I applied for the program during the second semester of sophomore year, and am now pursuing degrees in Advertising and International Relations. Deciding to pursue two degrees was a big decision; the course load is a serious endeavor which requires careful planning beforehand. However, the dual degree program has also given me immense opportunities.

Since declaring dual degree I have interned in the Advertising/Public Relations department at Boston Ballet and at the United Nations Association of Boston in its Programs/Development department. Both of my bosses told me that my pursuit of two degrees made my application stand out, and that they were impressed with my work ethic.

I would highly recommend the program to any student who is ready to put the effort in. Although challenging, the program is designed to allow hardworking, organized students make the most of their time at BU.

Here is a list of pros and cons you should consider before applying to the program:

Pros:

  1. You don’t have to choose between two interests; you can pursue both to their full capacity.
  2. You are graduating with two degrees for the price of one!!  
  3. Employers will be impressed with how hard you worked in college.
  4. You can bring two different types of fields together and master them both; this opens up double the job opportunities following graduation.
  5. Oftentimes, prerequisite classes can count twice; this facilitates the program and makes it easier to complete the requirements on time.

Cons:

  1. Once you fulfill your general education requirements, you don’t won’t time to take many electives.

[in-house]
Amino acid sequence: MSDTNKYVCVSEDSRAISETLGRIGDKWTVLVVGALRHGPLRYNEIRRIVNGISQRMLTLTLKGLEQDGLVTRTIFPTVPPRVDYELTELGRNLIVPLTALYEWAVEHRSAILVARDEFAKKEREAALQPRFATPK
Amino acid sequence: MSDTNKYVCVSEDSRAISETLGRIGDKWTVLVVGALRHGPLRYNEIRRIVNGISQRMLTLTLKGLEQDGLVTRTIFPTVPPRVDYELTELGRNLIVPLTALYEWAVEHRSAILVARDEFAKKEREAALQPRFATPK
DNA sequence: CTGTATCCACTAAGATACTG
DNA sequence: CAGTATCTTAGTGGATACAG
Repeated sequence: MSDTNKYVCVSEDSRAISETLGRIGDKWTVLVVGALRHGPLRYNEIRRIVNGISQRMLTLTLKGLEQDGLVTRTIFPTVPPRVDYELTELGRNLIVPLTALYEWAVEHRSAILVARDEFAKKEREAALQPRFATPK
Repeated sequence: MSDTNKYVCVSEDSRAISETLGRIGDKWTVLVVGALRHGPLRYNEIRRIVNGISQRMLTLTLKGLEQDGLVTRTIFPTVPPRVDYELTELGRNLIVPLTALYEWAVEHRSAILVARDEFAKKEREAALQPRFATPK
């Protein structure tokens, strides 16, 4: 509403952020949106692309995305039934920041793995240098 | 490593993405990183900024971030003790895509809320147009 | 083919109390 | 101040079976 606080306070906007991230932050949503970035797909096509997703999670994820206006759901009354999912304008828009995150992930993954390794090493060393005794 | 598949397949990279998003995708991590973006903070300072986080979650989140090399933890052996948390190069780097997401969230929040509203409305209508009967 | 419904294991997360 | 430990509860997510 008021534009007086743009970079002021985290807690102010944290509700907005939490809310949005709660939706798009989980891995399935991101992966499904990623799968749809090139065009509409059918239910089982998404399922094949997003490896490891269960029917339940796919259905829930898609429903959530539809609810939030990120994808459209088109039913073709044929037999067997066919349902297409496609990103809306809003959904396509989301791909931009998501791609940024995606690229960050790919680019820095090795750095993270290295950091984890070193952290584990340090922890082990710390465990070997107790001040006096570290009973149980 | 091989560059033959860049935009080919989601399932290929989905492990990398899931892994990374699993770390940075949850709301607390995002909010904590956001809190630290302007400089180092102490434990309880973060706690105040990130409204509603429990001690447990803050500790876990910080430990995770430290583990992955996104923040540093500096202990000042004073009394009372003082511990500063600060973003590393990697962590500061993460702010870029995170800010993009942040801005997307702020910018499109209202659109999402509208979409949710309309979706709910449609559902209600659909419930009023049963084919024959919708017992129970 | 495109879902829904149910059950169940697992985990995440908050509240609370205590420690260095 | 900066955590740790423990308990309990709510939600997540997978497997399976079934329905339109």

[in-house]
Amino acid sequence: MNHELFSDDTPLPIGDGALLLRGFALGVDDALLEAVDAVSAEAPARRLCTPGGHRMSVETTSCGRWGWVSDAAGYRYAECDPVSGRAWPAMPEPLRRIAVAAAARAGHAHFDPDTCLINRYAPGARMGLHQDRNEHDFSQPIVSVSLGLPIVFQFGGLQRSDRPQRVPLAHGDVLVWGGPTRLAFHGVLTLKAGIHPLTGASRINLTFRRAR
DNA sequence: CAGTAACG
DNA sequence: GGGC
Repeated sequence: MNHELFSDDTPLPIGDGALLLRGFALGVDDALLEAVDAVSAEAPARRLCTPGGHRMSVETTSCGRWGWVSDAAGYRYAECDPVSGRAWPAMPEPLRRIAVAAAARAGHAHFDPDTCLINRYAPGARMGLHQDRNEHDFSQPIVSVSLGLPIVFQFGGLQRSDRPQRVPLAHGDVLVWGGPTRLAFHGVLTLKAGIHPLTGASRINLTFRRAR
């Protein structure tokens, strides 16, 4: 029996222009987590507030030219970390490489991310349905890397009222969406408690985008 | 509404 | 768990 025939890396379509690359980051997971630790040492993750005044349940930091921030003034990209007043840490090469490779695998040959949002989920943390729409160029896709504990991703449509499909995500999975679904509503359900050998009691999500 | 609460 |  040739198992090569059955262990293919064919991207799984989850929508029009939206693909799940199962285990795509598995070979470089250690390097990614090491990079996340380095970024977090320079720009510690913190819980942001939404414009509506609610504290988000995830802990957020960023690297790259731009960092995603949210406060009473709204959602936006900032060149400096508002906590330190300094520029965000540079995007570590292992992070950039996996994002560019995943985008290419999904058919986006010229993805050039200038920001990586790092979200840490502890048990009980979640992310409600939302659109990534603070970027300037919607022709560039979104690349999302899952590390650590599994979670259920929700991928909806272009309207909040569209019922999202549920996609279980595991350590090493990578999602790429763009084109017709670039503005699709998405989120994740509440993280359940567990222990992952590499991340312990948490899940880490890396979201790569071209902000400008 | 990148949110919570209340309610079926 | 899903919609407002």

2. If you don’t come to BU with much AP/IB credit, you may have to enroll in summer classes or overload in order to fulfill the credit requirement.
  3. You have to work hard to maintain the minimum 3.0 cumulative GPA (you should be doing this anyways, though!!).
  4. During registration, you may have to wait to select your courses until the normal students from that college are already done.
  5. Classes for both degrees are not always offered abroad; therefore, you must plan ahead if you know you want to study abroad.

Applications must be submitted after the completion of freshman year, and no later than the first semester of junior year. The program requires completion of a minimum of 36 classes (144 credits), maintenance of good academic standing and a cumulative GPA of 3.0 or above in order to graduate.

For more information, visit http://www.bu.edu/academics/policies/dual-degree-program/.

Grace: Get Out and Enjoy the Sun: Ten Ways to Explore Boston this Spring

Harsh Boston winters can make even local gals like myself feel blue. After months of heavy snow, slippery sidewalks, and frosty winds, I too look forward to flip-flops and short-sleeve shirts. Lucky for us, Boston springs are full of exciting activities for everyone. Whether you’re a music junkie or a sports fan, Boston has it all.

While my personal favorites include activities outside of Boston, there are plenty of ways to have fun inside the city. With a forecast that appears to warm up in the near future, here are my favorite ways to explore both the city and the state of Massachusetts this spring: